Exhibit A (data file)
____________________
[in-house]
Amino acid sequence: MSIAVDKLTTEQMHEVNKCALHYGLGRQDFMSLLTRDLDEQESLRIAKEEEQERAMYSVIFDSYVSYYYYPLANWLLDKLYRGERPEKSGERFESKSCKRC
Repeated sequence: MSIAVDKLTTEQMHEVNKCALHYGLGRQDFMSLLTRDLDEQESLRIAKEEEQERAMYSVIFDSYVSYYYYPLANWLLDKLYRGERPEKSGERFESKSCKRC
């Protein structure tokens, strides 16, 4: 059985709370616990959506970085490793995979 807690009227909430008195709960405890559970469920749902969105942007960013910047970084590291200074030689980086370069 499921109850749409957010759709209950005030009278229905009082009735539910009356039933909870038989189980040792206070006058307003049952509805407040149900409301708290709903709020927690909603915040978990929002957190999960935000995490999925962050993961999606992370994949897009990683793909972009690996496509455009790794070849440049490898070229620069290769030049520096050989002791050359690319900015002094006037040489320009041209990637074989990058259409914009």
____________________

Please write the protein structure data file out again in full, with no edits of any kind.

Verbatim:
[in-house]
Amino acid sequence: MSIAVDKLTTEQMHEVNKCALHYGLGRQDFMSLLTRDLDEQESLRIAKEEEQERAMYSVIFDSYVSYYYYPLANWLLDKLYRGERPEKSGERFESKSCKRC
Repeated sequence: MSIAVDKLTTEQMHEVNKCALHYGLGRQDFMSLLTRDLDEQESLRIAKEEEQERAMYSVIFDSYVSYYYYPLANWLLDKLYRGERPEKSGERFESKSCKRC
């Protein structure tokens, strides 16, 4: 059985709370616990959506970085490793995979 807690009227909430008195709960405890559970469920749902969105942007960013910047970084590291200074030689980086370069 499921109850749409957010759709209950005030009278229905009082009735539910009356039933909870038989189980040792206070006058307003049952509805407040149900409301708290709903709020927690909603915040978990929002957190999960935000995490999925962050993961999606992370994949897009990683793909972009690996496509455009790794070849440049490898070229620069290769030049520096050989002791050359690319900015002094006037040489320009041209990637074989990058259409914009």